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Web Date: October 27, 2009

Schedule Set For Mercury Reductions

Clean Air: Court gives EPA deadline of 2011 to regulate metal in power plant emissions
Department: Government & Policy | Collection: Climate Change
News Channels: Environmental SCENE
Keywords: Mercury, Clean Air, EPA
New Rule
By the end of 2011, EPA will regulate mercury and other hazardous air pollutants form coal-fired power plants, like the one seen here in Wyoming.
Credit: Shutterstock
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New Rule
By the end of 2011, EPA will regulate mercury and other hazardous air pollutants form coal-fired power plants, like the one seen here in Wyoming.
Credit: Shutterstock

By the end of 2011, EPA will regulate emissions of mercury and other hazardous air pollutants from coal- and oil-fired power plants, under a legal settlement reached last week.

EPA's regulation would require every coal- and oil-burning power plant in the U.S. to install equipment to scrub mercury and other unspecified toxic pollutants from its emissions. The agency is to propose the rule in March 2011 and finalize it in November of that year.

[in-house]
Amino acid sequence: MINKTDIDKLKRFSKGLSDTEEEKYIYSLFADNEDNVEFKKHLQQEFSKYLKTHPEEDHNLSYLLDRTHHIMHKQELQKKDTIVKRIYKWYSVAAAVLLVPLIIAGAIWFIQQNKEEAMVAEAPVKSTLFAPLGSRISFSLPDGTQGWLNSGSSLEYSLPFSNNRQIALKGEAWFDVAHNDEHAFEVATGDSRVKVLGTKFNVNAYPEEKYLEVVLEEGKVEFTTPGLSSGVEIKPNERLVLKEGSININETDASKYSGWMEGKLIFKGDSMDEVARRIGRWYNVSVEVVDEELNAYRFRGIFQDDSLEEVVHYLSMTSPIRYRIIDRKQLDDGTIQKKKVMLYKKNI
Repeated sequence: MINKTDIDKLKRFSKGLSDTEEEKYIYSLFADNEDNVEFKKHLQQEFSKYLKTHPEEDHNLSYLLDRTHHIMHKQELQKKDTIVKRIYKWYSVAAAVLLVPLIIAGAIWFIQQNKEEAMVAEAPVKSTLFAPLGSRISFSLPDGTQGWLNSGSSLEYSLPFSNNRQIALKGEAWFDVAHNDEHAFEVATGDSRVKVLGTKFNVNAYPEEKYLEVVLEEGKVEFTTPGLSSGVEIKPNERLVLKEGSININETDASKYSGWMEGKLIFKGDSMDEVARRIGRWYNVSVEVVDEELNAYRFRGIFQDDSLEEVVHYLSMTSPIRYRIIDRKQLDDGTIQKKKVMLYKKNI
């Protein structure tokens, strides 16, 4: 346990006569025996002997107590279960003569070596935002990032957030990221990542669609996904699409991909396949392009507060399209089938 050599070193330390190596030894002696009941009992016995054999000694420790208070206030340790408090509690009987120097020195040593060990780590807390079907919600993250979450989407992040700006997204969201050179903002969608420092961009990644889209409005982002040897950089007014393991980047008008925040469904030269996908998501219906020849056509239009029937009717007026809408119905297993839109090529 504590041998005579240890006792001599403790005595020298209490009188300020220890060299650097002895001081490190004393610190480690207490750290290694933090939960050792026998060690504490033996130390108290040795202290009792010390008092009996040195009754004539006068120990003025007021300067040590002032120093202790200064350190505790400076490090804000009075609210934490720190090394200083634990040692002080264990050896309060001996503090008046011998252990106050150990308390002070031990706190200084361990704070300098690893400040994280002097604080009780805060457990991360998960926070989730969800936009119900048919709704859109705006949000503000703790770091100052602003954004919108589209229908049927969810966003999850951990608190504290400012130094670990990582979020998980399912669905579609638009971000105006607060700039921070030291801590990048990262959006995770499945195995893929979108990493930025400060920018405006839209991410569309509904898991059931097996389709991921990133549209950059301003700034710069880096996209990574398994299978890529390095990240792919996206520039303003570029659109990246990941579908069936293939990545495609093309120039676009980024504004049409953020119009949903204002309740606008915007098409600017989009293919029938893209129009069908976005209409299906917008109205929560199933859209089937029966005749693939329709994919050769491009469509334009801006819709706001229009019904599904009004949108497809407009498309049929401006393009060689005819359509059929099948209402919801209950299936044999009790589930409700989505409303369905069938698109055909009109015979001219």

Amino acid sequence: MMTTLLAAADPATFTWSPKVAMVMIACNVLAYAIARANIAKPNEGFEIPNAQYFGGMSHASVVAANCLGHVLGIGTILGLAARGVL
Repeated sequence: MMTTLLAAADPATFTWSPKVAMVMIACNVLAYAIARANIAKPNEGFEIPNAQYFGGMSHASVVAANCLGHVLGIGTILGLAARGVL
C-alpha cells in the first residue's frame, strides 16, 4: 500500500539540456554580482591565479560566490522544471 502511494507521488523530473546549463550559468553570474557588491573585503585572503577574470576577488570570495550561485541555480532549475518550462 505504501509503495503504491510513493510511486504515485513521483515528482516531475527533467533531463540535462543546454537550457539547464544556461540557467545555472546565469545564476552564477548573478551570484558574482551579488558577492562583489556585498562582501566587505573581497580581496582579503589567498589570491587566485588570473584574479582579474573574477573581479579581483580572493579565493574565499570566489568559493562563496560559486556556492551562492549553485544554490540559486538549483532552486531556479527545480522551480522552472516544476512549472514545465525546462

A federal trial court set these deadlines in an order that settles a suit that a coalition of environmental groups lodged against EPA last year. The organizations sued the agency for failing to meet a Clean Air Act deadline of 2002 to regulate hazardous air pollutants, including mercury, from power plants.

The settlement was expected, as the Obama Administration announced earlier this year EPA's plans to issue a rule specifying that power plants would have to install mercury controls (C&EN, Feb. 16, page 34).

The planned technology-based rule would differ significantly from an approach the Bush Administration adopted in 2005 to curb mercury releases from power plants. The Bush EPA set a nationwide limit on emissions of the neurotoxic metal and divvied up that amount among all power plants. The Bush regulation allowed facilities that slashed their mercury releases to below their allotted amount to sell their extra pollution allowances to plants that didn't clean up.

States and environmental groups decried the rule, saying it would lead to hotspots of mercury downwind of facilities that bought allowances instead of reducing their pollution. In 2008, a federal appeals court overturned the Bush rule, saying it violated the Clean Air Act (C&EN, Feb. 18, 2008, p. 6).

Technology currently in use can cut power plants' mercury emissions by about 90%, says a recent report by the Government Accountability Office (C&EN, Oct. 19, page 27). GAO is the investigative arm of Congress.

 
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ISSN 0009-2347
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